On October 21, 2013, the Court suspended the deadlines for expert discovery and dispositive motions until after it resolved Target's motion to stay. ECF No. 76. That same day, the parties filed an emergency motion to also suspend fact discovery. ECF No. 77. The parties agreed that they could not complete fact discovery by the October 25, 2013 deadline. Additionally, they agreed that the following fact discovery still needs to occur: " motions to amend contentions and/or service or amended contentions, motions to amend the pleadings and/or service of amended pleadings, completion of noticed depositions, additional productions of documents and information by both parties, additional depositions, discovery from at least one third party, and discovery motions and/or motions for a protective order." Id.
In February 2014, the PTAB concluded that there is a reasonable likelihood that Target will prevail with respect to the invalidity of 27 of the 29 claims that DMC asserts against Defendants. Thus, the PTAB instituted inter partes review proceedings for those 27 claims. Although
two of the 29 claims at issue in this suit are not currently subject to inter partes review, Target intends to file two new petitions for inter partes review that demonstrate the invalidity of these two remaining claims based on Japanese prior art that DMC did not disclose to Target until after it filed its original petitions for inter partes review. Target will seek to join these petitions with its existing ones, and believes that all 29 claims will soon be subject to inter partes review proceedings.
II. STANDARD OF REVIEW
The decision whether to grant a stay is within the district court's discretion because " it is a matter of the court's inherent power to conserve judicial resources by controlling its own docket." Cost Bros., Inc. v. Travelers Indem. Co., 760 F.2d 58, 60 (3d Cir. 1985). " It is well settled that this authority extends to patent cases in which a review or reexamination by the PTO has been requested." Davol, Inc. v. Atrium Med. Corp., No. 12-958, 2013 WL 3013343, at *1 (D. Del. June 17, 2013) (citing Ethicon, Inc. v. Quigg, 849 F.2d 1422, 1426-27 (Fed. Cir. 1988)). " [A] court may decide to grant a motion to stay in order to avoid inconsistent results, narrow the issues, obtain guidance from the PTO, or simply to avoid the needless waste of judicial resources, especially if the evidence suggests that the patents-in-suit will not survive [review]." Air Vent, Inc. v. Owens Corning Corp., No. 10-1699, 2012 WL 1607145, at *2 (W.D. Pa. May 8, 2012) (internal quotation marks omitted).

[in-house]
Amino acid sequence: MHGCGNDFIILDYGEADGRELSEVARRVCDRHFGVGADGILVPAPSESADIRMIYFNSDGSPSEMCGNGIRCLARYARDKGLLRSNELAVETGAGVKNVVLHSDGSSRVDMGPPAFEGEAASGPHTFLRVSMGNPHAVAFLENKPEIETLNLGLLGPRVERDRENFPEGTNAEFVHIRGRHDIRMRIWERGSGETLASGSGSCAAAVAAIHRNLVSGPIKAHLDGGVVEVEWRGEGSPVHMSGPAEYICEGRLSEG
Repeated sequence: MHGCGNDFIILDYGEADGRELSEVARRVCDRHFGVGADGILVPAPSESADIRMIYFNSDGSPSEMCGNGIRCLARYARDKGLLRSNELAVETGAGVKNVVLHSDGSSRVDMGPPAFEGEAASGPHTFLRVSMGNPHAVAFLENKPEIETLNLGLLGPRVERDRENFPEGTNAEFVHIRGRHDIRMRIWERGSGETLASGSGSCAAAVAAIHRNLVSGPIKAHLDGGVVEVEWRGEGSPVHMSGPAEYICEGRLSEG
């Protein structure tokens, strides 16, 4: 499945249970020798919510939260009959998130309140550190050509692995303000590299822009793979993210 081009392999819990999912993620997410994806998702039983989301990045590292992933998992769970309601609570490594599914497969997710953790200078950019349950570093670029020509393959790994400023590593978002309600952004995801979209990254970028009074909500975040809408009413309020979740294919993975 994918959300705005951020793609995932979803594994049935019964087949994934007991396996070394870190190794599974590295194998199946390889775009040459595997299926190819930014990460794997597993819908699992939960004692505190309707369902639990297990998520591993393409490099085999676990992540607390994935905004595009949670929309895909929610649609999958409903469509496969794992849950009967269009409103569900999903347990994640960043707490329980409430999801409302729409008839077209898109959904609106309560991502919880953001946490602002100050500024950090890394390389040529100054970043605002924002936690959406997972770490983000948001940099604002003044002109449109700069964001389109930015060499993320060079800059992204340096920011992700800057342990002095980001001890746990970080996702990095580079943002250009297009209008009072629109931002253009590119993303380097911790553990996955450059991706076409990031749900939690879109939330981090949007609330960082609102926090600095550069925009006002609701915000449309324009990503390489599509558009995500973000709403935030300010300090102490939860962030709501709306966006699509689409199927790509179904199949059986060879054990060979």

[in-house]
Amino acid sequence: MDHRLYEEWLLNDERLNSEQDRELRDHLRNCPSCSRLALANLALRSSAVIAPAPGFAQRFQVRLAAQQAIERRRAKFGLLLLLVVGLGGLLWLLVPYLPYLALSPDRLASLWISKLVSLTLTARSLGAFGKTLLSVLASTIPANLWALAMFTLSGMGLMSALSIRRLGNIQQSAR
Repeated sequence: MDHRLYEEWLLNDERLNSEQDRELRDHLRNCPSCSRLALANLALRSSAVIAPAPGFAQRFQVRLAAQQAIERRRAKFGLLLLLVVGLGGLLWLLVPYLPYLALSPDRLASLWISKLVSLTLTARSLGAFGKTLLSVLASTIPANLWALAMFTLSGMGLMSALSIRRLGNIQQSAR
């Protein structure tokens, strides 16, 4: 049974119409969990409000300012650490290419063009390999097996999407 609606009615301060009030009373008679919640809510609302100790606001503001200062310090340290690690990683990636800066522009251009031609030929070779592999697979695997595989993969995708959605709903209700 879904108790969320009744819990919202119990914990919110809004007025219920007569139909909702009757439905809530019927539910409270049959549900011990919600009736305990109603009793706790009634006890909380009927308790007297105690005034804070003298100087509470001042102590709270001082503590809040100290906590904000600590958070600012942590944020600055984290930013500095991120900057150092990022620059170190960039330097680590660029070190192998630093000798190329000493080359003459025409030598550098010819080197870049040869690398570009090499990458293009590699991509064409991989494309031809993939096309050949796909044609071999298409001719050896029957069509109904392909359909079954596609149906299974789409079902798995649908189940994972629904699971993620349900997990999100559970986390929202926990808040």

In determining whether to stay an action pending inter partes review, courts consider the following factors: " (1) whether a stay would unduly prejudice or present a clear tactical disadvantage to the non-moving party; (2) whether a stay will simplify the issues in question and trial of the case; and (3) whether discovery is complete and whether a trial date has been set."  Innovative Office Prods,. Inc. v. Spaceco, Inc., No. 05-4037, 2008 WL 4083012, at *2 (E.D. Pa. Aug. 28, 2008) (internal quotation marks omitted).
A. Prejudice and/or Tactical Disadvantage
One consideration is whether a stay will unduly prejudice the non-moving party or place it at a tactical disadvantage. While a stay always presents a risk of delaying final resolution of a dispute, " [t]he mere potential for delay, however, is insufficient to establish undue prejudice." Neste Oil OYJ v. Dynamic Fuels, LLC, No. 12-1744, 2013 WL 3353984, at *2 (D. Del. July 2, 2013). DMC argues that a stay will place it at a tactical disadvantage and cause it to suffer undue prejudice.
DMC argues that Target intentionally delayed filing inter partes review petitions to gain a tactical advantage. A petition for inter partes review " made well after the onset of litigation followed by a subsequent request to stay may lead to an inference that the moving party is seeking an inappropriate tactical advantage." Belden Techs. Inc. v. Superior Essex Commc'ns LP, No. 08-63, 2010 WL
3522327, at *2 (D. Del. Sept. 2, 2010). " However, the less time that a party waits to file a motion to stay pending [review], the less that the movant's conduct gives rise to an inference that the delay in so doing was impermissibly tactical." Ever Win Int'l Corp. v. Radioshack Corp., 902 F.Supp.2d 503, 508 (D. Del. 2012).